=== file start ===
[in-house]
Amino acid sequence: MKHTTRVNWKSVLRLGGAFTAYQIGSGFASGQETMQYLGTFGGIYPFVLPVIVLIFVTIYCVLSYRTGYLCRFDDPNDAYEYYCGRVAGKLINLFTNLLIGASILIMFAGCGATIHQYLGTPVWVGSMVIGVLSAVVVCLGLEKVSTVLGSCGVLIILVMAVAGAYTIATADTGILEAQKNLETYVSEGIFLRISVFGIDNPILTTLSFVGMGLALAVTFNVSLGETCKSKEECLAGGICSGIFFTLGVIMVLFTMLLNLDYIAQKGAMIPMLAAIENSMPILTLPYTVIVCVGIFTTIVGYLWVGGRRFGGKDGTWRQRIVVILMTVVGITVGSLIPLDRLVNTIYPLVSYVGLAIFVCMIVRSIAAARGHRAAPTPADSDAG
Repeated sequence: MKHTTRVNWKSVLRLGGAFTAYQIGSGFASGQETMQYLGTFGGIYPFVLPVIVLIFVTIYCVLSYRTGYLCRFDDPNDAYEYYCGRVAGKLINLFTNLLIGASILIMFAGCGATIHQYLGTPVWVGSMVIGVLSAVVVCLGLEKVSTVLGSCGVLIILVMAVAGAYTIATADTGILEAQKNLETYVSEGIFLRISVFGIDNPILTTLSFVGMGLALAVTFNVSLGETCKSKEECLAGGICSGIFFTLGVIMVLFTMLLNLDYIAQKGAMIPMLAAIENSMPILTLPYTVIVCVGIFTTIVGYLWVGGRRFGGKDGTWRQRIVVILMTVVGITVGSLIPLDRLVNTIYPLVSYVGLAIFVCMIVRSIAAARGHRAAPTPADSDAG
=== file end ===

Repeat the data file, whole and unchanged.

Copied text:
[in-house]
Amino acid sequence: MKHTTRVNWKSVLRLGGAFTAYQIGSGFASGQETMQYLGTFGGIYPFVLPVIVLIFVTIYCVLSYRTGYLCRFDDPNDAYEYYCGRVAGKLINLFTNLLIGASILIMFAGCGATIHQYLGTPVWVGSMVIGVLSAVVVCLGLEKVSTVLGSCGVLIILVMAVAGAYTIATADTGILEAQKNLETYVSEGIFLRISVFGIDNPILTTLSFVGMGLALAVTFNVSLGETCKSKEECLAGGICSGIFFTLGVIMVLFTMLLNLDYIAQKGAMIPMLAAIENSMPILTLPYTVIVCVGIFTTIVGYLWVGGRRFGGKDGTWRQRIVVILMTVVGITVGSLIPLDRLVNTIYPLVSYVGLAIFVCMIVRSIAAARGHRAAPTPADSDAG
Repeated sequence: MKHTTRVNWKSVLRLGGAFTAYQIGSGFASGQETMQYLGTFGGIYPFVLPVIVLIFVTIYCVLSYRTGYLCRFDDPNDAYEYYCGRVAGKLINLFTNLLIGASILIMFAGCGATIHQYLGTPVWVGSMVIGVLSAVVVCLGLEKVSTVLGSCGVLIILVMAVAGAYTIATADTGILEAQKNLETYVSEGIFLRISVFGIDNPILTTLSFVGMGLALAVTFNVSLGETCKSKEECLAGGICSGIFFTLGVIMVLFTMLLNLDYIAQKGAMIPMLAAIENSMPILTLPYTVIVCVGIFTTIVGYLWVGGRRFGGKDGTWRQRIVVILMTVVGITVGSLIPLDRLVNTIYPLVSYVGLAIFVCMIVRSIAAARGHRAAPTPADSDAG